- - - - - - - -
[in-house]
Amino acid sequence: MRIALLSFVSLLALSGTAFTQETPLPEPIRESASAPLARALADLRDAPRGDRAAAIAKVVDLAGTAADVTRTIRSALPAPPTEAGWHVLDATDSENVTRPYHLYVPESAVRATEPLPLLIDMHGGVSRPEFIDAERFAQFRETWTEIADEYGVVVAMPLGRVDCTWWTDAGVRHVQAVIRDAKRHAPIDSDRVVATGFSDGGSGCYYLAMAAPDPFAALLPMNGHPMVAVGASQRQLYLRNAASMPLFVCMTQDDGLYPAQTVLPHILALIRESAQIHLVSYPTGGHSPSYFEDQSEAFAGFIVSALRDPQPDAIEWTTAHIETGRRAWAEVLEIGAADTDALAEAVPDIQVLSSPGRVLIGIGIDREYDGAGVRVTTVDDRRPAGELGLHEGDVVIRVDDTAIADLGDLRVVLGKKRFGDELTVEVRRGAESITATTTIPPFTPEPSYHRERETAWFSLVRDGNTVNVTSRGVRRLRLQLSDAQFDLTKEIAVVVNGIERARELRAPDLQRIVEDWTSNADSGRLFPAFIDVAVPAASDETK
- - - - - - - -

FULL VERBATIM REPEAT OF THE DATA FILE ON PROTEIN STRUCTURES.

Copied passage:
[in-house]
Amino acid sequence: MRIALLSFVSLLALSGTAFTQETPLPEPIRESASAPLARALADLRDAPRGDRAAAIAKVVDLAGTAADVTRTIRSALPAPPTEAGWHVLDATDSENVTRPYHLYVPESAVRATEPLPLLIDMHGGVSRPEFIDAERFAQFRETWTEIADEYGVVVAMPLGRVDCTWWTDAGVRHVQAVIRDAKRHAPIDSDRVVATGFSDGGSGCYYLAMAAPDPFAALLPMNGHPMVAVGASQRQLYLRNAASMPLFVCMTQDDGLYPAQTVLPHILALIRESAQIHLVSYPTGGHSPSYFEDQSEAFAGFIVSALRDPQPDAIEWTTAHIETGRRAWAEVLEIGAADTDALAEAVPDIQVLSSPGRVLIGIGIDREYDGAGVRVTTVDDRRPAGELGLHEGDVVIRVDDTAIADLGDLRVVLGKKRFGDELTVEVRRGAESITATTTIPPFTPEPSYHRERETAWFSLVRDGNTVNVTSRGVRRLRLQLSDAQFDLTKEIAVVVNGIERARELRAPDLQRIVEDWTSNADSGRLFPAFIDVAVPAASDETK